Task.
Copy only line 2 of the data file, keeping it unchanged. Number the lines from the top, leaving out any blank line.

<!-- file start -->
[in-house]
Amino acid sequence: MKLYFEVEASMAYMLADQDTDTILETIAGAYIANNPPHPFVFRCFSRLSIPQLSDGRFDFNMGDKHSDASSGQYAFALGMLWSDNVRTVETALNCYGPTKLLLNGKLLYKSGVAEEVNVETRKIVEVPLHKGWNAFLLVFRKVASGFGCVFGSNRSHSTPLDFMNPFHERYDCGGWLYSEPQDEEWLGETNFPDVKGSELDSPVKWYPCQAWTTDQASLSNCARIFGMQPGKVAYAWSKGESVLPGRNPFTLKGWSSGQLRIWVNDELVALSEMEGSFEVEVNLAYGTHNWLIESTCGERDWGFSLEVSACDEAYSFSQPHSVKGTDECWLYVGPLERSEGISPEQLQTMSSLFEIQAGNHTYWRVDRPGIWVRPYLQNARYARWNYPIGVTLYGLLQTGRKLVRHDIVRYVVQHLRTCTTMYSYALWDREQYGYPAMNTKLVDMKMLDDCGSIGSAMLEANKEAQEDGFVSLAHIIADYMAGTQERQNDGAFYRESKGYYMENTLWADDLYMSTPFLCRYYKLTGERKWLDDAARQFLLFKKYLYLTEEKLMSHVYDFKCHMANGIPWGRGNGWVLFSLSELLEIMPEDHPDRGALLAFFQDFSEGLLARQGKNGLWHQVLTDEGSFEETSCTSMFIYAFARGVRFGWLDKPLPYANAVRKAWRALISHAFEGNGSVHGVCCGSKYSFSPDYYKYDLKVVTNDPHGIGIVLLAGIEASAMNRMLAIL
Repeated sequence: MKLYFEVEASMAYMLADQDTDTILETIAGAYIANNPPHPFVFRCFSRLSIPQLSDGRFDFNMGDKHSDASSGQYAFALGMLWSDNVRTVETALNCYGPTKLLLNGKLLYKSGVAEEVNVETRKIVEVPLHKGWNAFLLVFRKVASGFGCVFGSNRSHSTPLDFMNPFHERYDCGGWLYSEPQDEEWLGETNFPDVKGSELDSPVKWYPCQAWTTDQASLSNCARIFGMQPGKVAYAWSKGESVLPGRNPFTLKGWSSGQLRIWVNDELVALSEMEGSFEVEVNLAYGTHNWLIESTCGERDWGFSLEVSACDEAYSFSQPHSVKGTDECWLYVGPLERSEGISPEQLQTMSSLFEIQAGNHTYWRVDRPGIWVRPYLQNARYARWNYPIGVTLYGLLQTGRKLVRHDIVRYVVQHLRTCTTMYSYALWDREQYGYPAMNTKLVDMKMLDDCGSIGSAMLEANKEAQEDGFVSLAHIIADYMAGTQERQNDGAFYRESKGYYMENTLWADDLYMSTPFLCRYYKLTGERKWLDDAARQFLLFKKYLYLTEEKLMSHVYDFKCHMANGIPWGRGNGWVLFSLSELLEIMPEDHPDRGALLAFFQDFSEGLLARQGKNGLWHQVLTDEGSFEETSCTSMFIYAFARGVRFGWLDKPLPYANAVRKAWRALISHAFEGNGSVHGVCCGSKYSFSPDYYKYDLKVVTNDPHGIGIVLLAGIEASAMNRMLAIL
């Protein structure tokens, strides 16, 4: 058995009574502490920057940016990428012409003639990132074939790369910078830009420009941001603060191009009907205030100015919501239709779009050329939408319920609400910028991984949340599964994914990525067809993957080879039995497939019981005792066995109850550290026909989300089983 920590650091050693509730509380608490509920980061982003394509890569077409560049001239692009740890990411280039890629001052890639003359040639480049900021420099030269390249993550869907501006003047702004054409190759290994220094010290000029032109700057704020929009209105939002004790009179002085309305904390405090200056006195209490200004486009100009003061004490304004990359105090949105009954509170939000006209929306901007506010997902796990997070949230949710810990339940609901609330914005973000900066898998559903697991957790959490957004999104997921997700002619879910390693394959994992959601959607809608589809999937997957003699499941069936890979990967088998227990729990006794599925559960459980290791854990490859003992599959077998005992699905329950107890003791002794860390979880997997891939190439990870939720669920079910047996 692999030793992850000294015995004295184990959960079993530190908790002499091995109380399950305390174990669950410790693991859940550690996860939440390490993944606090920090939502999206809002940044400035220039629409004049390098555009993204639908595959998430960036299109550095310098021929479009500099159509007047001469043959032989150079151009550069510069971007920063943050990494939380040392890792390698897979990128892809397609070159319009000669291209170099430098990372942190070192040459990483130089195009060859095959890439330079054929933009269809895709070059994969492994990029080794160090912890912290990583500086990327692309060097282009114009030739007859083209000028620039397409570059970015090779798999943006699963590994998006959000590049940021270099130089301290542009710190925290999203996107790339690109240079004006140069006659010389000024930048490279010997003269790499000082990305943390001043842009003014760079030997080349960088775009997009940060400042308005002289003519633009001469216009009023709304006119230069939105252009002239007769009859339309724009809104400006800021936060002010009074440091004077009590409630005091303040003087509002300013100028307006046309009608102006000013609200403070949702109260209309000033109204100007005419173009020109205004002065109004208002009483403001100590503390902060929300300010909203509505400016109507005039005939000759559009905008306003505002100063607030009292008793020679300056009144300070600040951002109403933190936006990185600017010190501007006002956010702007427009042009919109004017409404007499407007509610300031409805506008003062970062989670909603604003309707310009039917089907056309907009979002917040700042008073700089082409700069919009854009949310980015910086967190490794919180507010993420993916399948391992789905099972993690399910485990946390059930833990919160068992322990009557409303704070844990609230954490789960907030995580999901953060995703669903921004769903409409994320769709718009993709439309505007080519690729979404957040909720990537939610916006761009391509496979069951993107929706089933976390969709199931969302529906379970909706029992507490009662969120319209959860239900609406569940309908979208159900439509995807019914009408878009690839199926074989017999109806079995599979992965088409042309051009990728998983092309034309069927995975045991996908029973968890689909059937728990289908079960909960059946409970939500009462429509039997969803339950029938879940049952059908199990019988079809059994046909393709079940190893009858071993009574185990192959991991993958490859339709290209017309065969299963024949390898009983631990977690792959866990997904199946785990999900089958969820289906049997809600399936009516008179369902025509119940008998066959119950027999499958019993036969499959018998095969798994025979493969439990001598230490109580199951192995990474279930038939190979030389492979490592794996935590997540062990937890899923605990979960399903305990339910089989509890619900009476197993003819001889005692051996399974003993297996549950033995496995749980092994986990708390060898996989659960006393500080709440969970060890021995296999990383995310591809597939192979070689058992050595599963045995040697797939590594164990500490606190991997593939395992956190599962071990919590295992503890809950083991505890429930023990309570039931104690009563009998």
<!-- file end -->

Amino acid sequence: MKLYFEVEASMAYMLADQDTDTILETIAGAYIANNPPHPFVFRCFSRLSIPQLSDGRFDFNMGDKHSDASSGQYAFALGMLWSDNVRTVETALNCYGPTKLLLNGKLLYKSGVAEEVNVETRKIVEVPLHKGWNAFLLVFRKVASGFGCVFGSNRSHSTPLDFMNPFHERYDCGGWLYSEPQDEEWLGETNFPDVKGSELDSPVKWYPCQAWTTDQASLSNCARIFGMQPGKVAYAWSKGESVLPGRNPFTLKGWSSGQLRIWVNDELVALSEMEGSFEVEVNLAYGTHNWLIESTCGERDWGFSLEVSACDEAYSFSQPHSVKGTDECWLYVGPLERSEGISPEQLQTMSSLFEIQAGNHTYWRVDRPGIWVRPYLQNARYARWNYPIGVTLYGLLQTGRKLVRHDIVRYVVQHLRTCTTMYSYALWDREQYGYPAMNTKLVDMKMLDDCGSIGSAMLEANKEAQEDGFVSLAHIIADYMAGTQERQNDGAFYRESKGYYMENTLWADDLYMSTPFLCRYYKLTGERKWLDDAARQFLLFKKYLYLTEEKLMSHVYDFKCHMANGIPWGRGNGWVLFSLSELLEIMPEDHPDRGALLAFFQDFSEGLLARQGKNGLWHQVLTDEGSFEETSCTSMFIYAFARGVRFGWLDKPLPYANAVRKAWRALISHAFEGNGSVHGVCCGSKYSFSPDYYKYDLKVVTNDPHGIGIVLLAGIEASAMNRMLAIL